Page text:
This is an interesting distinction between these two groups. In programming you learn semantic concepts and study language specific syntax. On the other side of the coin, humanities and social science students use human language our or syntax and deeply study the semantics of various theoretical domains. Referencing syntax for this later group amounts to reviewing style guides for citation and dictionaries, but is viewed as functionally different from the semantics they are learning. They have such a focus on semantics that syntax is often not formally distinguished. On the other hand, to programming, semantics and syntax are (usually) taught at the same time and are intertwined. Referencing documentation for syntax is similar to referencing how to spell a word or how to use commas. This isn’t “cheating” because it isn’t giving you the answer and doesn’t imply weakness in understanding.
I try to focus on making these distinctions when working with students reporting this hesitation: it is completely normal to reference documentation all the time when writing programs. It is not giving away the answer, but just telling you how to spell your answer correctly. You still have to come up with the answer. There could also be an argument that looking at documentation is not only normal, but ideal. Particularly when using syntactical forms outside your normal toolbox, or when the teaching process is focusing on the semantic forms rather than memorizing syntax.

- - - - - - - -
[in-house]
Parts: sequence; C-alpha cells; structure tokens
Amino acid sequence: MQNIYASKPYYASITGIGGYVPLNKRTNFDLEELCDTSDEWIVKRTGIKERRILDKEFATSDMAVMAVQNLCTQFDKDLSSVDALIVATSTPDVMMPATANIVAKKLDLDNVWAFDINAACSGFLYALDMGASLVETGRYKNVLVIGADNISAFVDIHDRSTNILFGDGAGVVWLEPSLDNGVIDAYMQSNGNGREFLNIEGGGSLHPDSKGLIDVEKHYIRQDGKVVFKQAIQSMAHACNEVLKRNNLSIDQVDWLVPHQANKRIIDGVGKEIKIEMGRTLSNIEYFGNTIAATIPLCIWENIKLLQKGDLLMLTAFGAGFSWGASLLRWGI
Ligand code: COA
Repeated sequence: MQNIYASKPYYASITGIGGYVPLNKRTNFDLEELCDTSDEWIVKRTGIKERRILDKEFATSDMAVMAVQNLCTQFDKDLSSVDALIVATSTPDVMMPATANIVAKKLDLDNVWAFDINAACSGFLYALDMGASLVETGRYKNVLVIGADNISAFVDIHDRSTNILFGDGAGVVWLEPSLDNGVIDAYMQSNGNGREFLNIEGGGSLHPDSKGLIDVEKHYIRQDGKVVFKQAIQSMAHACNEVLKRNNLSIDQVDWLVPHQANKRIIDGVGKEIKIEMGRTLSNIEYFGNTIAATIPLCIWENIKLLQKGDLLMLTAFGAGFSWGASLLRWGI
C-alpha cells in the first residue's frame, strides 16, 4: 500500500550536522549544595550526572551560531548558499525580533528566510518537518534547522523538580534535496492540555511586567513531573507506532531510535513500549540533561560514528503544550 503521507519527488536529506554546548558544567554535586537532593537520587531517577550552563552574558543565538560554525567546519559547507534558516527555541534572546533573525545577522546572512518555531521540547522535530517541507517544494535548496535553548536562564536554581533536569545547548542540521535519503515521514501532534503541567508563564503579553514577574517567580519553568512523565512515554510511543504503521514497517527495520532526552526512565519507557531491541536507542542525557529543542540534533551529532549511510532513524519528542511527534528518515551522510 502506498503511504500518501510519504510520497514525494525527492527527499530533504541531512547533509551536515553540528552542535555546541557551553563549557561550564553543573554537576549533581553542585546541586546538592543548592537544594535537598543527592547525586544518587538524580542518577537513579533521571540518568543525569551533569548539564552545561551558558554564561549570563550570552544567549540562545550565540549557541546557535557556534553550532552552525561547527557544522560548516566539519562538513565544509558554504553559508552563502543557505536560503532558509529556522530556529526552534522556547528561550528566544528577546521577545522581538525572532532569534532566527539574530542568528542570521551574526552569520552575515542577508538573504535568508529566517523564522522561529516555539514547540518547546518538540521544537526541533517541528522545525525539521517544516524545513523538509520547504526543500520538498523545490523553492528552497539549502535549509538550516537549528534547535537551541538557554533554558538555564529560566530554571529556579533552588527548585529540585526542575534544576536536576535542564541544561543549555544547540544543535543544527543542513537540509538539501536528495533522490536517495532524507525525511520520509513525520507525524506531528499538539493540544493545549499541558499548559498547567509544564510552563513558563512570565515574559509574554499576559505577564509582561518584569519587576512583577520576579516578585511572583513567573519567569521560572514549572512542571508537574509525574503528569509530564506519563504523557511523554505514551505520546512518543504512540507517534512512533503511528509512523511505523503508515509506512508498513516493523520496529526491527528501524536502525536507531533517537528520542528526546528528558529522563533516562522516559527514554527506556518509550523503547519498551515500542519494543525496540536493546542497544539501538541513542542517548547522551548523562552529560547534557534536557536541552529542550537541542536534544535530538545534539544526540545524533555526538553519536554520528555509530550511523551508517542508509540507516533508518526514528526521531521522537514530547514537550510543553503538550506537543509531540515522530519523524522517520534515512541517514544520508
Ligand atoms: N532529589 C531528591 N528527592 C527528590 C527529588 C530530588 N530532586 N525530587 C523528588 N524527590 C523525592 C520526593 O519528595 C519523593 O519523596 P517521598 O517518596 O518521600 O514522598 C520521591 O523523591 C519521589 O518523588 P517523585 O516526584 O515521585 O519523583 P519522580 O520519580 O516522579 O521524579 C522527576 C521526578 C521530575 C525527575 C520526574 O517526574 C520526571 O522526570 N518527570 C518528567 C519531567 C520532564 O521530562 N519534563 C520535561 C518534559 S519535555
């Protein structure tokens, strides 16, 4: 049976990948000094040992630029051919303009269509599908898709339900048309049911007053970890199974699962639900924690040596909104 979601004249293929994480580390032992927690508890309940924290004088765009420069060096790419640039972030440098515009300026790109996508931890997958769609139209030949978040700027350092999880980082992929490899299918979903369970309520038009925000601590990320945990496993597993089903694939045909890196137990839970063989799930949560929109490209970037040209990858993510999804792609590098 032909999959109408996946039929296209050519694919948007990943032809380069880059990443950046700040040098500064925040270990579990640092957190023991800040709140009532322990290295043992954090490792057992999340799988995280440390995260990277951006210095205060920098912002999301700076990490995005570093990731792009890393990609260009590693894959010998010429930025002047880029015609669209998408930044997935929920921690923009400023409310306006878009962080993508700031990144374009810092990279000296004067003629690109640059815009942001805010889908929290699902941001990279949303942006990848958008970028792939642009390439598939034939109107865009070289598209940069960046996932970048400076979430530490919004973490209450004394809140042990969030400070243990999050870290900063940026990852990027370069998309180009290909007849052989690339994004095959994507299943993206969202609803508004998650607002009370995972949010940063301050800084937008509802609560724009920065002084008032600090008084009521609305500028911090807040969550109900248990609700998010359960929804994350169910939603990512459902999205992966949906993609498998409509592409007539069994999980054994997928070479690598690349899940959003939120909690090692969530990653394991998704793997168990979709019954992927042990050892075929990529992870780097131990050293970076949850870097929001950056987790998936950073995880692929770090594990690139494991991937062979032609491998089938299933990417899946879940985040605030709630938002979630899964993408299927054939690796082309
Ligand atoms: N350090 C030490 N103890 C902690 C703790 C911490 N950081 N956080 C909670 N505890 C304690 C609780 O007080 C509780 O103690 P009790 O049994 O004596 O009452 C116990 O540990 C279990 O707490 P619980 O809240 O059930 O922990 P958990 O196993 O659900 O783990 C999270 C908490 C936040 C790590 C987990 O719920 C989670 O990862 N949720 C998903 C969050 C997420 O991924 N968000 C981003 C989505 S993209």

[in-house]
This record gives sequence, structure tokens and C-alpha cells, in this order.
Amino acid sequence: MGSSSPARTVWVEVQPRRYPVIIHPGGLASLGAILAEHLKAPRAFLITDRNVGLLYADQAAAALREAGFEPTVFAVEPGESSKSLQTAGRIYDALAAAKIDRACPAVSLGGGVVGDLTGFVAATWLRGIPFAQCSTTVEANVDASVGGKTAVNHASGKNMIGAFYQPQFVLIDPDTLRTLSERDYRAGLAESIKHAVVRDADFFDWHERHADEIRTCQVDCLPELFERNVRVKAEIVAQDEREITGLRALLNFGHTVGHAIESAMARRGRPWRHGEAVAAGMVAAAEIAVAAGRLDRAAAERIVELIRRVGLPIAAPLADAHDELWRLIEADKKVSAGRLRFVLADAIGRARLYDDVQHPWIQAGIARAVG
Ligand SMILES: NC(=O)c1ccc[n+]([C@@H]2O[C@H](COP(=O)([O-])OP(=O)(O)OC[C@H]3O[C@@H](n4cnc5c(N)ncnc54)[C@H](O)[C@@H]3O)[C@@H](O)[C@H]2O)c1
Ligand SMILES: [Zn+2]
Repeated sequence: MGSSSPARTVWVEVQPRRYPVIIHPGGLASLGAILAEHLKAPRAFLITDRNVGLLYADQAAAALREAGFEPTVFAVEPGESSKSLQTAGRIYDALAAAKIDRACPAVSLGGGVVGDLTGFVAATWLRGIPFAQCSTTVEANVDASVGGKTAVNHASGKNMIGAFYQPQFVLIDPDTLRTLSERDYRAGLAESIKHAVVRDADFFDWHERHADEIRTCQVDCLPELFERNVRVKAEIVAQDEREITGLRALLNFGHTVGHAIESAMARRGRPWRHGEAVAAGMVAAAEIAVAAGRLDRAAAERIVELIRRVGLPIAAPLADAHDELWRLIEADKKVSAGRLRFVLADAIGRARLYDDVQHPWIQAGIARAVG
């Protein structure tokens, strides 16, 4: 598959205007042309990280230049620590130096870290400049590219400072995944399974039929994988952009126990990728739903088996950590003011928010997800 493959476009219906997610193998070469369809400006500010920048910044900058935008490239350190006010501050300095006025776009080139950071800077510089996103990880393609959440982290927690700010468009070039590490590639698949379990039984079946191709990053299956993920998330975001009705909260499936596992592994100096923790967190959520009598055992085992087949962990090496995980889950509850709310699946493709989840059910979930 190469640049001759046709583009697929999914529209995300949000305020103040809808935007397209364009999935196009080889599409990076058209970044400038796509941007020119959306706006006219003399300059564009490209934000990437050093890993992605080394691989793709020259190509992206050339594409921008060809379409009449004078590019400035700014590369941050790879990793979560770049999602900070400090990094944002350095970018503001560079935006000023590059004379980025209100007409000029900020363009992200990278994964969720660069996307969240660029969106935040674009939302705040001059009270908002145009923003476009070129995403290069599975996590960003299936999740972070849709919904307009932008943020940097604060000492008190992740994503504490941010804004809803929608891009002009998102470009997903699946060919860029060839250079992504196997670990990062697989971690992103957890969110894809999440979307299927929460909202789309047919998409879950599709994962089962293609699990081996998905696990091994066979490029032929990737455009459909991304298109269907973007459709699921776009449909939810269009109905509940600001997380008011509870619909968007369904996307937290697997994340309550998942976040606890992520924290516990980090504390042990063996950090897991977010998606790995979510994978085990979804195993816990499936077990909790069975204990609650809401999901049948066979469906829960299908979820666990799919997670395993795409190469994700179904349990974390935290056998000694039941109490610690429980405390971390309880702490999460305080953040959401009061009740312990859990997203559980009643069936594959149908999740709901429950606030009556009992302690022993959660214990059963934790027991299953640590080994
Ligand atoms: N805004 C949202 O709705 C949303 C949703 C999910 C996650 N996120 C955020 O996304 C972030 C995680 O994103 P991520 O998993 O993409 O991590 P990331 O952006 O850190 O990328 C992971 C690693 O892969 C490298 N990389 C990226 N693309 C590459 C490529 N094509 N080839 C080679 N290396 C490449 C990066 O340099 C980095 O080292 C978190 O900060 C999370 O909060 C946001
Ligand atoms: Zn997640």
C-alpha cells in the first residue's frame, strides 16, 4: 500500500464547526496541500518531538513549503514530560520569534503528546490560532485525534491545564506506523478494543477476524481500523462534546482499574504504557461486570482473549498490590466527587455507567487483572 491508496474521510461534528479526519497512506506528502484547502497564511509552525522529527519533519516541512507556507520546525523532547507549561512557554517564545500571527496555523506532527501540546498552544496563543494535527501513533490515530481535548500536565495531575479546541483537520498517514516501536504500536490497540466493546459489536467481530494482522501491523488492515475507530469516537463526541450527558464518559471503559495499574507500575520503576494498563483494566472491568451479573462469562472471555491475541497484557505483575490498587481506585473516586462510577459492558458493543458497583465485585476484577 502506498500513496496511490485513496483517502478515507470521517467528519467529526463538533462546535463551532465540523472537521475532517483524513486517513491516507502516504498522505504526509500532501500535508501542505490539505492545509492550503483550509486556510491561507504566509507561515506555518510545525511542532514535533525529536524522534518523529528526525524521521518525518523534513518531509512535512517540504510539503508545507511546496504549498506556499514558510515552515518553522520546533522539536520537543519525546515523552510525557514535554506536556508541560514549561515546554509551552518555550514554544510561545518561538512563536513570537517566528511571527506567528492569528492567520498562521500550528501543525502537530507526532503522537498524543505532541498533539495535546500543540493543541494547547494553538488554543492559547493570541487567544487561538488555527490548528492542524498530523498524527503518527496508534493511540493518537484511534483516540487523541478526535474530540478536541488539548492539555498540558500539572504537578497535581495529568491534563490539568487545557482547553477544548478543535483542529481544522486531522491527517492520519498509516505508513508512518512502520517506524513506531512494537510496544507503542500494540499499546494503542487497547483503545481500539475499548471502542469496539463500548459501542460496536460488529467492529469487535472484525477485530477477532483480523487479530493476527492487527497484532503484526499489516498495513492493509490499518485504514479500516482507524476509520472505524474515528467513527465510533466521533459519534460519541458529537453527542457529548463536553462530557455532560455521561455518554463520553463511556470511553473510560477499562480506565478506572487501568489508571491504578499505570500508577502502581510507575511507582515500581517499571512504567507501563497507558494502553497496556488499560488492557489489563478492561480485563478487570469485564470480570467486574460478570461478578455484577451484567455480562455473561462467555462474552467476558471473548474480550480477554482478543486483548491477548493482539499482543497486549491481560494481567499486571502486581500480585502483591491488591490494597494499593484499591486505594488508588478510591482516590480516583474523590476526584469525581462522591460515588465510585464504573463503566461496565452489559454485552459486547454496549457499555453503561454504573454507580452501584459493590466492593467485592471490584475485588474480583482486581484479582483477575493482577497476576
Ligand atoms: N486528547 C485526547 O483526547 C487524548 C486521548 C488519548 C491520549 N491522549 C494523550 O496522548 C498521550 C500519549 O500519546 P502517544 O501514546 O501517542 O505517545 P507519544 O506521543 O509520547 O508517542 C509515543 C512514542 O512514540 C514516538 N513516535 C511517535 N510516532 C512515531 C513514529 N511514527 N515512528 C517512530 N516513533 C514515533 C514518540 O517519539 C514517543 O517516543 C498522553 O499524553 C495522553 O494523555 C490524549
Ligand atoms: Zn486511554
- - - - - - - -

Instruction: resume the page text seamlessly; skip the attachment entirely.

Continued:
As explained to me by my web design professor when announcing that all our exams were open book and open internet: we are never alone when coding. When writing a program in a professional environment you will have your books and coworkers available. Communication, discussion, etc. are vital to the process and professional growth. Our society introduction specialization for a reason: there are benefits to people having deep a understanding of one particular domain, but specialization requires that we all work together.
To new students of Python or any other programming language:
- embrace documentation
- collect helpful documentation for your domain together
- don’t be afraid to make annotations or notes in your reference books
- looking at documentation doesn’t mean you don’t know what you’re doing